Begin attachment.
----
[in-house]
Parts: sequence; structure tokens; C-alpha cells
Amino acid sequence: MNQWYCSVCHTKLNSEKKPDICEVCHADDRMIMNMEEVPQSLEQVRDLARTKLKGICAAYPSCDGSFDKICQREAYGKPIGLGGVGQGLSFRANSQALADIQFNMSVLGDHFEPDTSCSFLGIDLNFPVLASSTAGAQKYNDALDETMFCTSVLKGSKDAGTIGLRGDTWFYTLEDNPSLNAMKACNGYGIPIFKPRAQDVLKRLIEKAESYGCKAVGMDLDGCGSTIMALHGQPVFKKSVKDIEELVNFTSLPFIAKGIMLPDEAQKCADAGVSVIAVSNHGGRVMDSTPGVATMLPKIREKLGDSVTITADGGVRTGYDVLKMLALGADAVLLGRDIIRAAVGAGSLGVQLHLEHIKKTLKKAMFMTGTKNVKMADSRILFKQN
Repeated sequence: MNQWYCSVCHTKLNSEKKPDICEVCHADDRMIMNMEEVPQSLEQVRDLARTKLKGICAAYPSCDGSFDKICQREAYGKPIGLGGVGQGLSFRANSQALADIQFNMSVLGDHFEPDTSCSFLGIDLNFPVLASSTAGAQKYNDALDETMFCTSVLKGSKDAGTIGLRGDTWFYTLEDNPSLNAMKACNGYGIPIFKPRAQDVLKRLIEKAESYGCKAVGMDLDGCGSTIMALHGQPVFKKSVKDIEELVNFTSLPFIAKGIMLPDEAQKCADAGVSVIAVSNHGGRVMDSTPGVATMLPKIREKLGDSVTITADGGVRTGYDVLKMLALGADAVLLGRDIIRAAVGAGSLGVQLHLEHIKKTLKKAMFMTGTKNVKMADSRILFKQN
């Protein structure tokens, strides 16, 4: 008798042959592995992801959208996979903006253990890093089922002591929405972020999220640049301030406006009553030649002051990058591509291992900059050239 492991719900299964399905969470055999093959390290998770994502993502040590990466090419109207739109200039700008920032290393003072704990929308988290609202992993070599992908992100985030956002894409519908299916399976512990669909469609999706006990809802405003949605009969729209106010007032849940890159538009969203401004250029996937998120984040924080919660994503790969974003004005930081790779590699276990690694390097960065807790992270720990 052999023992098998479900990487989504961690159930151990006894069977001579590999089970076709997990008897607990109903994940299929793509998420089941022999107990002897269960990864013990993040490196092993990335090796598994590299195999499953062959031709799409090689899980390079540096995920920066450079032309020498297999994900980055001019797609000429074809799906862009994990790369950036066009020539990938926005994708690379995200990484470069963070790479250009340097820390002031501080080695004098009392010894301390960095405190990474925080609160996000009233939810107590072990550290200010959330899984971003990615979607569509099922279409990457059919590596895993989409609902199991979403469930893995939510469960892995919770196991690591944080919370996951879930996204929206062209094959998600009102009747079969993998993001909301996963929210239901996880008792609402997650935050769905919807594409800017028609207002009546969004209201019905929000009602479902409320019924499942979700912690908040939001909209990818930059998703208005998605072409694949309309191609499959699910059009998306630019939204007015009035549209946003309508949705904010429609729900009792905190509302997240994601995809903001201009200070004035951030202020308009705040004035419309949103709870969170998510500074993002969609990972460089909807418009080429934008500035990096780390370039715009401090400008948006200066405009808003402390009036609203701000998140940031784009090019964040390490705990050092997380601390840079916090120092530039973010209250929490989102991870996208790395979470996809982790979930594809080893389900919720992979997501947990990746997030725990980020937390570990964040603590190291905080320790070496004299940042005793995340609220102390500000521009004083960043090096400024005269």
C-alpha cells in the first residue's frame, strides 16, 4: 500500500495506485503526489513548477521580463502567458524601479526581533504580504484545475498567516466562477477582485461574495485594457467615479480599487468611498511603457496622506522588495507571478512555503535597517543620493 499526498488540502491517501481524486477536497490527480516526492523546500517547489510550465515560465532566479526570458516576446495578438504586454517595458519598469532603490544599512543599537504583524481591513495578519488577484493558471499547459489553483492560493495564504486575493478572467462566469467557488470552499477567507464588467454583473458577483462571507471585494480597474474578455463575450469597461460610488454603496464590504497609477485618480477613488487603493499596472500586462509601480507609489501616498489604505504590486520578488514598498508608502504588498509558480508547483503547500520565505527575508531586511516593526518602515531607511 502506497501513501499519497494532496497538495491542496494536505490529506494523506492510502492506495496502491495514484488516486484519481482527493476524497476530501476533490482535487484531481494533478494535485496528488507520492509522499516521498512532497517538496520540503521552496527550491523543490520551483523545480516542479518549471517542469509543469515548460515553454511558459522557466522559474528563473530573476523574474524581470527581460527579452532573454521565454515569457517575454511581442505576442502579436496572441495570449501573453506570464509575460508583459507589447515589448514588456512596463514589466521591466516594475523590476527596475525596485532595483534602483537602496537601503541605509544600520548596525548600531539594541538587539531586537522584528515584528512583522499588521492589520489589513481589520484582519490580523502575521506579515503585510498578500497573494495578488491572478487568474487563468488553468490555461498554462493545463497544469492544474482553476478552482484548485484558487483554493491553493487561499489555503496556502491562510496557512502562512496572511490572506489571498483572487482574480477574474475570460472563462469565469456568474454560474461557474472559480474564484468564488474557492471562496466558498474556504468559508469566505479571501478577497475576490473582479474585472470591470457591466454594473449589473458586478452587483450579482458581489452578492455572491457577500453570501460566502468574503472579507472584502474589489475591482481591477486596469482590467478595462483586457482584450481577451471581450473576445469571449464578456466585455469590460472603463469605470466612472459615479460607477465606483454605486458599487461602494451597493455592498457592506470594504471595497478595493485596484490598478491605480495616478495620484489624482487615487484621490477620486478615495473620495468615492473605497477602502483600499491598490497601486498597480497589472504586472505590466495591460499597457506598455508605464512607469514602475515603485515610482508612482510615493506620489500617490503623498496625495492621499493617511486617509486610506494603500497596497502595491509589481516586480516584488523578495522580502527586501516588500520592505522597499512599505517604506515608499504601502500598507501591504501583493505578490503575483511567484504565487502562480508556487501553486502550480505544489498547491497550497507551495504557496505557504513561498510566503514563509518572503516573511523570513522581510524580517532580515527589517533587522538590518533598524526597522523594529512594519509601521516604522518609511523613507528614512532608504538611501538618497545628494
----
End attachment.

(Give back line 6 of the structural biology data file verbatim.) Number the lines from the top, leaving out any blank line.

C-alpha cells in the first residue's frame, strides 16, 4: 500500500495506485503526489513548477521580463502567458524601479526581533504580504484545475498567516466562477477582485461574495485594457467615479480599487468611498511603457496622506522588495507571478512555503535597517543620493 499526498488540502491517501481524486477536497490527480516526492523546500517547489510550465515560465532566479526570458516576446495578438504586454517595458519598469532603490544599512543599537504583524481591513495578519488577484493558471499547459489553483492560493495564504486575493478572467462566469467557488470552499477567507464588467454583473458577483462571507471585494480597474474578455463575450469597461460610488454603496464590504497609477485618480477613488487603493499596472500586462509601480507609489501616498489604505504590486520578488514598498508608502504588498509558480508547483503547500520565505527575508531586511516593526518602515531607511 502506497501513501499519497494532496497538495491542496494536505490529506494523506492510502492506495496502491495514484488516486484519481482527493476524497476530501476533490482535487484531481494533478494535485496528488507520492509522499516521498512532497517538496520540503521552496527550491523543490520551483523545480516542479518549471517542469509543469515548460515553454511558459522557466522559474528563473530573476523574474524581470527581460527579452532573454521565454515569457517575454511581442505576442502579436496572441495570449501573453506570464509575460508583459507589447515589448514588456512596463514589466521591466516594475523590476527596475525596485532595483534602483537602496537601503541605509544600520548596525548600531539594541538587539531586537522584528515584528512583522499588521492589520489589513481589520484582519490580523502575521506579515503585510498578500497573494495578488491572478487568474487563468488553468490555461498554462493545463497544469492544474482553476478552482484548485484558487483554493491553493487561499489555503496556502491562510496557512502562512496572511490572506489571498483572487482574480477574474475570460472563462469565469456568474454560474461557474472559480474564484468564488474557492471562496466558498474556504468559508469566505479571501478577497475576490473582479474585472470591470457591466454594473449589473458586478452587483450579482458581489452578492455572491457577500453570501460566502468574503472579507472584502474589489475591482481591477486596469482590467478595462483586457482584450481577451471581450473576445469571449464578456466585455469590460472603463469605470466612472459615479460607477465606483454605486458599487461602494451597493455592498457592506470594504471595497478595493485596484490598478491605480495616478495620484489624482487615487484621490477620486478615495473620495468615492473605497477602502483600499491598490497601486498597480497589472504586472505590466495591460499597457506598455508605464512607469514602475515603485515610482508612482510615493506620489500617490503623498496625495492621499493617511486617509486610506494603500497596497502595491509589481516586480516584488523578495522580502527586501516588500520592505522597499512599505517604506515608499504601502500598507501591504501583493505578490503575483511567484504565487502562480508556487501553486502550480505544489498547491497550497507551495504557496505557504513561498510566503514563509518572503516573511523570513522581510524580517532580515527589517533587522538590518533598524526597522523594529512594519509601521516604522518609511523613507528614512532608504538611501538618497545628494